Preventive Mastectomy: Three Years Later
Posted April 30, 2019 by Prairie Wife - 11 comments
Every year when I prepare to write these posts I find myself taking some time to look back.
This week (yesterday if you want me to be specific) marks the three-year anniversary of my preventive mastectomy. Those of you that have followed my journey, or been through it on your own, know that there was still 9 months more of surgeries and recovery.
Yet, I still think this day is a day to celebrate…and yes I do mean celebrate.
It’s fascinating to read how raw my emotions were on that one-year anniversary.
For year two, I went all out to prove to myself and everyone else that I was #strongenough.
I trained non-stop for my first half marathon and pushed myself over and over to not let this decision hold me back physically.
Somewhere along the way, I realized that I had been focusing so hard on my physical recovery that I had completely ignored the emotional struggles of this surgery.
I often refer to this as survival mode.
You push push push, doing what you need to survive and focus on JUST. GETTING. THROUGH.
Then when things settle down, you suddenly find yourself an emotional wreck and you can’t figure out why.
Thankfully I recognized what was going on and put in the work (prayer, exercise, meditation, counseling) to learn how to be #strongenough to soften towards myself. I’ve learned what self-care looks like for me and I’ve learned to ask for what I need.
Overall, this last year has been about looking at my own mortality and learning to try and embrace the beautiful life I have now.
I’m about to share some things that only a few people know. My reasons for keeping it private have been many and varied, but I’m ready to share this with you all now.
Having my doctors tell me it wasn’t a question of “if” I got breast cancer but “when” was painful. Both physically as well as emotionally and holy cow was it a lot for a young mother of 5 to process.
My solution was to throw the first punch, to cut off my breasts before they could kill me. To me, this was not a brave thing. It was the chicken way out, I had seen what my mother and sister had gone through with their cancer diagnosis, and I wanted to avoid it.
If I underwent a preventive mastectomy I wouldn’t have to worry about dying, right?
Except somewhere along the way I received a call. During the MRI I underwent before surgery to make sure there was no sign of cancer already in my breasts or lymph nodes, they found something on my liver. It looked like a mass, a mass that could be cancer. I needed to go back and have them take a closer look at things.
Holy stress. Deep breaths, a long drive and a shit ton of praying and trying not to feel bad for myself. I don’t recall tears, just a feeling of…well maybe this is why I did all this, to find THIS cancer before it killed me.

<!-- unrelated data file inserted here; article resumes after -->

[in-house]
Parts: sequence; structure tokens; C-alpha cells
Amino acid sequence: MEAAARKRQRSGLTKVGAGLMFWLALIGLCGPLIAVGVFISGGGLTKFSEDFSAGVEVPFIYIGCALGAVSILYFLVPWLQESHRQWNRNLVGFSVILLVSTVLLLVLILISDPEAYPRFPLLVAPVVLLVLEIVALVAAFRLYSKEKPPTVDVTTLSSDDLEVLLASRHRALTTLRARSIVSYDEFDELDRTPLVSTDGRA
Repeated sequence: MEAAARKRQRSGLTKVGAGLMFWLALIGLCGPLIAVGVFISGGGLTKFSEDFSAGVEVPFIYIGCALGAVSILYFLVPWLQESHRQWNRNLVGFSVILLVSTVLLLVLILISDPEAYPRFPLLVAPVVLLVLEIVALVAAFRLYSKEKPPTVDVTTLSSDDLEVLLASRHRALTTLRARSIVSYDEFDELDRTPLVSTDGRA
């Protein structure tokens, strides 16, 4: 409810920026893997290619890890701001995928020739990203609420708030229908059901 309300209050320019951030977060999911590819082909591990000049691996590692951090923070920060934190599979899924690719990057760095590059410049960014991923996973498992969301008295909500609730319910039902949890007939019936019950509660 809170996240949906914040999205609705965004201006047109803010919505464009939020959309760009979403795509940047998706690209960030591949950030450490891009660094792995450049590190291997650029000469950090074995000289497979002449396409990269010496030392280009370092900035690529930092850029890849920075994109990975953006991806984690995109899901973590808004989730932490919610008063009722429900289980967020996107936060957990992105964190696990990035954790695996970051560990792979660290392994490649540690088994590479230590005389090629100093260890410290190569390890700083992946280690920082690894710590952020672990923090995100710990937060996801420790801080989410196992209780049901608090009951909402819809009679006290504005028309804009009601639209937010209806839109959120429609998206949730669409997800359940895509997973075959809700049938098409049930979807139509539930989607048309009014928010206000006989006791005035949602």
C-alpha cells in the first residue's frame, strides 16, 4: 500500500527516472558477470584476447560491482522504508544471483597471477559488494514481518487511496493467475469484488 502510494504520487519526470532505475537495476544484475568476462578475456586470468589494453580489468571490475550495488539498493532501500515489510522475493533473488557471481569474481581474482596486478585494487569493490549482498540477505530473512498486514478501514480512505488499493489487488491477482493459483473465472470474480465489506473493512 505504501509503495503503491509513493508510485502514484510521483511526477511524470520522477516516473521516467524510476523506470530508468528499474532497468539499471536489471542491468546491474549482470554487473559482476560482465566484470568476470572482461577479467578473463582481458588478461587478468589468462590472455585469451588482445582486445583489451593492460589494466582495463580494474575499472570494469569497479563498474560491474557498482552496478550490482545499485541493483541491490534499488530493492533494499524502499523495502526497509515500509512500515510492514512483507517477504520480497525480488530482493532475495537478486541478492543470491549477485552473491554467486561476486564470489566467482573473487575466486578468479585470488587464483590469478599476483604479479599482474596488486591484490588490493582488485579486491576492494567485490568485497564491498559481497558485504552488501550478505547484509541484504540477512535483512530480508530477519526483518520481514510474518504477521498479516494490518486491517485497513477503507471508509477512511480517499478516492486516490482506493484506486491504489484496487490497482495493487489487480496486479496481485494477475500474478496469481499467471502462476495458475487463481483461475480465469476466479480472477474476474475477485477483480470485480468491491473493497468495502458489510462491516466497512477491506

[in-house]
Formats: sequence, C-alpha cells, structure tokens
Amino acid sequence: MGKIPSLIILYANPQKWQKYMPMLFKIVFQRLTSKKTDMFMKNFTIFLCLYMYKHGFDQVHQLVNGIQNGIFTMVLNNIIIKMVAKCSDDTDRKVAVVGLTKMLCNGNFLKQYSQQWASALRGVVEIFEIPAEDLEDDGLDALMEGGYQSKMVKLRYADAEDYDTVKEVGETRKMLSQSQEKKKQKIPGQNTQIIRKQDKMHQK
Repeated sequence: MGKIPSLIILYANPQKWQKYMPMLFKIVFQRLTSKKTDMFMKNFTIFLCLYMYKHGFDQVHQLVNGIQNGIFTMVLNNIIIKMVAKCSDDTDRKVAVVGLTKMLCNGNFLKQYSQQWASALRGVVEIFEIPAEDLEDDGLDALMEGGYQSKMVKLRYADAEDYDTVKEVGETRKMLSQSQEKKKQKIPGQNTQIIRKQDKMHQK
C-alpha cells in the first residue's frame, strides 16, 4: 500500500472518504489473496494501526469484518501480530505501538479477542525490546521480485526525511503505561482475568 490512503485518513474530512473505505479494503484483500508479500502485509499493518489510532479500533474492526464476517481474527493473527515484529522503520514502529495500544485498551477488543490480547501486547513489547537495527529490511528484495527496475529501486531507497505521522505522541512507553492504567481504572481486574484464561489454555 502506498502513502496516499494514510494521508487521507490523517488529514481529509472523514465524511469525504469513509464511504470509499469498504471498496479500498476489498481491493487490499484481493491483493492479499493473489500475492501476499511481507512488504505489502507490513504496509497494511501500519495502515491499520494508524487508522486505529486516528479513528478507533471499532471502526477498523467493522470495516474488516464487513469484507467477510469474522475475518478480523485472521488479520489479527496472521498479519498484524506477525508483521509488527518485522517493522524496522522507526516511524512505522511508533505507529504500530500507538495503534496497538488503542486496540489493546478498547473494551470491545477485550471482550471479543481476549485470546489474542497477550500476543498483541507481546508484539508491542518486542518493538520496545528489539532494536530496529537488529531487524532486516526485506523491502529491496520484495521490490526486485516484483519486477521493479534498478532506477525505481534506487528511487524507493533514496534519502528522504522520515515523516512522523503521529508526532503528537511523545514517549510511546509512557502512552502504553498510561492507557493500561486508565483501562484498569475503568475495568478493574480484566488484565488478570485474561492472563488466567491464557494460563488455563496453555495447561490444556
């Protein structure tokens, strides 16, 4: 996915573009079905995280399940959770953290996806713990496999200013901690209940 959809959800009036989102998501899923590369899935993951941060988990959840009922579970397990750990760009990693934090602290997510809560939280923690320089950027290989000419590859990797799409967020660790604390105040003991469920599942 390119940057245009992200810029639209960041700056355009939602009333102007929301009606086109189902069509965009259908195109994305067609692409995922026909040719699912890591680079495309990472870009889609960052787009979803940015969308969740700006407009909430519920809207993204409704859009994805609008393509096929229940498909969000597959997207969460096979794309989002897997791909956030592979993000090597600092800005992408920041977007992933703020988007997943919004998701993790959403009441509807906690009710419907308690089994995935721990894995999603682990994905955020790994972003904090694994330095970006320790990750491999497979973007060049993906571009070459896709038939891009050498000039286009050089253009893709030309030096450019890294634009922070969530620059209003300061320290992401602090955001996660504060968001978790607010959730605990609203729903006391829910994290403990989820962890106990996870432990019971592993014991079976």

In the end, the test showed that it was not cancer.
Fast forward a few months and I found a lump in my newly reconstructed breasts. I texted my beloved doctor thinking she would say “it’s just scar tissue don’t worry about it.” Instead, she told me to get there ASAP and get it biopsied.
I was so damn scared. Because isn’t this how it works? You chop off your boobs so you don’t get cancer and then boom you are one of the 2% that gets it anyway.
If you read this post you know that all turned out well and that it WAS scar tissue.
Fast forward three more months and I get a letter in the mail from our insurance company. I had recently gone and had my annual blood draw and they had noticed that my white blood cell count was low, dangerously low. Like how are you not deathly ill low.
Which, in case you decided to google it, is a sign of what?
Yup, you guessed it…cancer.
I legit laughed.
I mean really?
Bring it. That was my thought. Bring IT!
I was so so so over being afraid of death.
So damn sick of bad news after bad news and pushing fear after fear down and smiling away.
I went to my local oncologist and we did a huge panel of blood work.
My white blood cell count WAS dangerously low and oh, by the way, some of the levels that deal with my lymph nodes were super low too. And those night sweats and the weight loss yeah they all meant one thing.
Except, I felt fine. I was climbing mountains and keeping up with my 5 kids and doing great.
My doctor said to keep coming back to check every three months, but that he wouldn’t worry about it now because my quality of life was fine.
So I said, sounds great!
I felt fine, I didn’t feel like anything was off or wrong, and I tend to have pretty good instincts about stuff like that.
And frankly, I was done.
I was no longer willing to keep fighting death and letting fear rule my life.
After all, I had no control over it.
God would pick the time that was right, and I refused to give one more minute of my life to this shit.
Family and friends were not so relaxed. Even my doctor in Denver wanted me to get a second opinion. So, I went to blood cancer specialists in Denver who echoed exactly what my doctor here said.
Keep tabs on it, if anything drastic happens give them a call, otherwise go live your life.
And that’s what I’ve been doing.
Every once in a while my white blood cell count will be normal, but my levels are often concerningly low.
But I refuse to live in fear, I’m too busy.
I’m living my life.
Saying yes to adventures, taking chances, and living a life of grit and grace.
I have no idea what tomorrow will bring.
But I face each day WITH faith and WITHOUT fear.
I know that I am #strongenough.
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